Why You Should Vote Yes for Amendment 71, to Raise the Bar on Amendments

Editor’s note: As part of our continuing election coverage, we’re taking a closer look at amendments and propositions that will be on the Colorado ballot in November. Today we examine Amendment 71 by way of an interview with a spokeswoman for the campaign.Tomorrow we’ll highlight a Q&A with a representative of the opposition.

Amendment 71, known as Raise the Bar, proposes to make it more difficult for constitutional amendments to reach the Colorado ballot by requiring that signatures be collected from 2 percent of all registered voters in each of Colorado’s 35 state senate districts, as opposed to an overall number. Additionally, amendments would no longer be approved by a simple majority; they’d have to notch 55 percent support to win passage.

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Raise the bar: ‘Yes’ to making it more difficult to amend Colorado’s Constitution

October 11, 2016 – The Durango Herald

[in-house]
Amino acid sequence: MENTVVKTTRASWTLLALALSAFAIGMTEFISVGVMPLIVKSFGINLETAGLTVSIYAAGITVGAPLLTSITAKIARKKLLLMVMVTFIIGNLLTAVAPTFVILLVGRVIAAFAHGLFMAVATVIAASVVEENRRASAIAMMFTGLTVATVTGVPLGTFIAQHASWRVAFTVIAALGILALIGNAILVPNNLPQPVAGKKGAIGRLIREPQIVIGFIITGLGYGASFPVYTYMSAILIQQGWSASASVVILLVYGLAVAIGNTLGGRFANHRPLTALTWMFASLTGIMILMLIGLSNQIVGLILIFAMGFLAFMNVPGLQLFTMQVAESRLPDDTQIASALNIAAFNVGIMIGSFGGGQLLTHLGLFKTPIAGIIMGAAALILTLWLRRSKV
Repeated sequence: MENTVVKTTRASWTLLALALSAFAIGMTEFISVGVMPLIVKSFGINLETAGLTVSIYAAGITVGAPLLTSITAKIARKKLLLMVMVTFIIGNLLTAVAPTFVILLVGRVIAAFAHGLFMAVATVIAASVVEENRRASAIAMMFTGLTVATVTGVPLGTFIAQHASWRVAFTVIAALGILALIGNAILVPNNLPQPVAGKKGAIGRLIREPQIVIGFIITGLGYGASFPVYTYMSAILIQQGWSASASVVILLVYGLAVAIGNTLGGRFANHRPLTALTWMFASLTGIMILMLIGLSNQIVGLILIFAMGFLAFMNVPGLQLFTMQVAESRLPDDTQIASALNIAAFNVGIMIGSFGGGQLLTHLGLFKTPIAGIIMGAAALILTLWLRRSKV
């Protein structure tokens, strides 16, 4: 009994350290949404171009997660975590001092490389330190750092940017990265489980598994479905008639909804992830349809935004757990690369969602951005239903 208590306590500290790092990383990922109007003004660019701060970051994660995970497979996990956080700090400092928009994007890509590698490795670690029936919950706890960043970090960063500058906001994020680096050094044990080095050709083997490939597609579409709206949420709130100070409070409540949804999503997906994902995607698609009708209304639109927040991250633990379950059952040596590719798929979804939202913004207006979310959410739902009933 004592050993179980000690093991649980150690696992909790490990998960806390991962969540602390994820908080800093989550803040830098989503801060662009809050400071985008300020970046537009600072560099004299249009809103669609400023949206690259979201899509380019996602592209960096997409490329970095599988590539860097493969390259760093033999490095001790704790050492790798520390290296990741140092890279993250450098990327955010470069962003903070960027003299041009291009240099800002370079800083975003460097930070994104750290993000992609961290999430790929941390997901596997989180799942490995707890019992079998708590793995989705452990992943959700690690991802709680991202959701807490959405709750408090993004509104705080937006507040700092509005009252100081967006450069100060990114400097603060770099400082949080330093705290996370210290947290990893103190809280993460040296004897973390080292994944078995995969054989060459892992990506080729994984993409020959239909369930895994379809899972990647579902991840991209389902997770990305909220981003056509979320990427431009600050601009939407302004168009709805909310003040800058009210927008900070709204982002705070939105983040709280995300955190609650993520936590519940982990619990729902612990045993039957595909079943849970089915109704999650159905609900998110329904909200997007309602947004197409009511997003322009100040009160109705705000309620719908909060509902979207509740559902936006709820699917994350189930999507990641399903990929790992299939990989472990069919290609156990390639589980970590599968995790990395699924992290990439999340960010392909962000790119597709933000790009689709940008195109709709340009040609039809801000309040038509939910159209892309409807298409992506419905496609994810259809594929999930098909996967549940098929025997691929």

Amendment 71 will not limit Coloradans’ freedom of expression or their right to govern themselves. It will encourage them to do so, however, in a more responsible manner. The state’s Constitution is not the place for routine legislation or pet schemes.

Amendment 71 would require proposed constitutional amendments to be signed by 2 percent of the people in each state Senate district and to garner a supermajority of 55 percent of the vote. Amendments to repeal all or part of an existing amendment would be exempt from the 55 percent rule.

Requirements for proposed statutory changes would not change from current law. They would thus become easier to enact relative to constitutional amendments. That is the point – not to stifle citizen input, but to channel it in a healthier direction.

Colorado Gov. John Hickenlooper and every living former governor of the state support Amendment 71.

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EDITORIAL: Vote ‘yes’ on 71, to protect our way of life in Colorado

October 2, 2016 – The Gazette